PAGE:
Andrew Hackard: Memories of the ‘Munchkin’ Czar

On Friday morning, Steve Jackson Games tweeted:
It’s with a heavy heart that we announce the passing of our Munchkin Czar, Andrew Hackard. If you’ve played a Munchkin game, you’ve been touched by his work. He was an incredibly nice, funny, and gifted man, and will be missed deeply. We love you, Andrew.
I can probably count on both hands the number of actual hours I was fortunate enough to spend in the physical company of Andrew Hackard, but because those moments unfolded at gaming conventions, surrounded by enthusiastic and happy nerds, I think they were quality time.
I met Andrew at Penguicon 7.0 in 2009, when my then 12-year-old daughter and I drove to Michigan mostly because Wil Wheaton was going to be there. (As it turns out, he got sick and couldn’t attend, but I’m still grateful because we had an amazing time.)
Late Sunday morning, the last day of the convention, Kelsey and I had one more box to check off the to-do list: Open Soda, a crash course in making our own pop (because that’s what we call it here). She’d been looking forward to this one a lot. About 15 minutes before I was supposed to meet her for the presentation—she’d gone back to the room for something—I was in the Consuite, and I saw Andrew, who I knew solely as Wil Wheaton’s editor. He had been on a couple of panels we’d attended, so I said hi and we talked for a few minutes about editing books with friends, and then my phone buzzed. “It’s my daughter,” I said, “She’s at Open Soda and I need head over there.”
“That’s where I’m off to!” Andrew responded, standing up. “Let’s go!”
Over the next hour, as we learned the details and process of making a fine fizzy peppermint beverage, I mentioned that the one thing Kelsey and I didn’t get to do was learn to play this game we had heard about called Munchkin because we’d missed the only beginners’ course of the weekend.
And again, I can’t stress this enough, I only knew Andrew was an editor.
So now this delight comes into Andrew’s eyes: “As it happens, I work on that game [UNDERSTATEMENT, I KNOW]—after this, if you have time, I’ll teach you to play.”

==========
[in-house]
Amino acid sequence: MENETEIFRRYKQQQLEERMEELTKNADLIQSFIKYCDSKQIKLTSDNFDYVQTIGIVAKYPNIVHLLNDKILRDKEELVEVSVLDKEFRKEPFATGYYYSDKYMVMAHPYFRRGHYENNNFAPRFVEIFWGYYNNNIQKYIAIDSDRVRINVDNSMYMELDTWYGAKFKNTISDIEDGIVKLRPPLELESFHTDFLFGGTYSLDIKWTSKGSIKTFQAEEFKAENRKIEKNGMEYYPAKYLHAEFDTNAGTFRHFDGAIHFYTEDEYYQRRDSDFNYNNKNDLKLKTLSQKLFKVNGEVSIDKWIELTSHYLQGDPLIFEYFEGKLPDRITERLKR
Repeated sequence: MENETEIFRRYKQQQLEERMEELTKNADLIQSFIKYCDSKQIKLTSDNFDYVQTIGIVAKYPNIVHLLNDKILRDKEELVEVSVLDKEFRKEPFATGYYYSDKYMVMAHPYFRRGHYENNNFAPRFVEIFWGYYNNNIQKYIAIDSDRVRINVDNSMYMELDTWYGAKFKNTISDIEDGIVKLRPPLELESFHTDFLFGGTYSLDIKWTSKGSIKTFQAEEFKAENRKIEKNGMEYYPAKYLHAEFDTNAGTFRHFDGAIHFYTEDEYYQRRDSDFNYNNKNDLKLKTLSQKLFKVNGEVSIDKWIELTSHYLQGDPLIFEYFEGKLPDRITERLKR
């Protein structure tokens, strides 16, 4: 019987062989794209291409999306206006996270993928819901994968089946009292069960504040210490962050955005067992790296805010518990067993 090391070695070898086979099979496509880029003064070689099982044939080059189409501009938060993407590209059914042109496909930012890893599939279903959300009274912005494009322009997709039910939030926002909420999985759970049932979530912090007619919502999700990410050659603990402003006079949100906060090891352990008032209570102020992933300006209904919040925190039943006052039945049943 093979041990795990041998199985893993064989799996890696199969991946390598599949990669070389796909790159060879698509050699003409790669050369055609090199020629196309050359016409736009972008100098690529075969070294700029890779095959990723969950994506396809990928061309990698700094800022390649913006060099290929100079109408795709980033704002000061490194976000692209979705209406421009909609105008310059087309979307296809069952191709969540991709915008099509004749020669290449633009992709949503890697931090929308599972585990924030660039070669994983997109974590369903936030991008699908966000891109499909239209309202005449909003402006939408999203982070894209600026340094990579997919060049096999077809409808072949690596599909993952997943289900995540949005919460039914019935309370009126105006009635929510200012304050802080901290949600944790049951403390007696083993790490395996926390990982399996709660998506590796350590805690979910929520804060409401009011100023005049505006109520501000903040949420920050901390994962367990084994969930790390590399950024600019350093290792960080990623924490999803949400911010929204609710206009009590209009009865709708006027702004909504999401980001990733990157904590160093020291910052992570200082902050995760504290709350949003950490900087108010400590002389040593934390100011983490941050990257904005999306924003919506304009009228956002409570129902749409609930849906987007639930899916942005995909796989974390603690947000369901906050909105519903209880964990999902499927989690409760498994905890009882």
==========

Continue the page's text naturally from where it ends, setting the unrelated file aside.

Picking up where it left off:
And that’s how we spent our last hours at Penguicon 7.0: learning and then playing a full game of Munchkin with this incredibly generous person we had just met. I watched him give Kelsey advice, and I reveled in the smile on her face as she learned the twists and turns and sneaky fun moves—and, it should be noted, she totally kicked our butts under Andrew’s tutelage. After one particularly venomous and level-boosting turn, Andrew grinned and proclaimed, “That’s it; you get no more help from me!” and then Kelsey won.
The “Kelsey Only” card from Andrew Hackard. Photo: John Booth
I didn’t see him again until four years later, at my first Gen Con. We chatted and I wound up having dinner with him (and meeting my friend Phil for the first time), and he made one of his Red Pen of Doom “Go Up a Level” Munchkin cards—playable by Kelsey only.
As a writer for GeekDad, I wound up writing about a fair amount of Steve Jackson Games stuff and talking to Andrew about the new games and products he was excited about. One of my favorite memories of time with Andrew was sitting down with him and Steve and Phil and John Kovalic to talk about the 15th anniversary of Munchkin, and watching the four of them just joke and riff off each other seamlessly and hilariously.
We spent at least a few minutes catching up every summer for seven Gen Cons, so the last time I saw Andrew was 2019. Our paths crossed infrequently, but I think about the games I discovered through him, and the people I met because of him, and I hope now that I thanked him enough for the joy he brought to my corner of the world. And I know I’m not alone in being a lucky recipient of his kindness and laughter.
Andrew Hackard of Steve Jackson Games shows Matt Forbeck and his kids how to play Munchkin Apocalypse at Gen Con, 2012.
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This post was last modified on June 19, 2021 4:07 pm

John Booth

Writer John Booth lives in northeast Ohio with his wife and daughter. He is the author of the book "Collect All 21! Memoirs of a Star Wars Geek – The First 30 Years."

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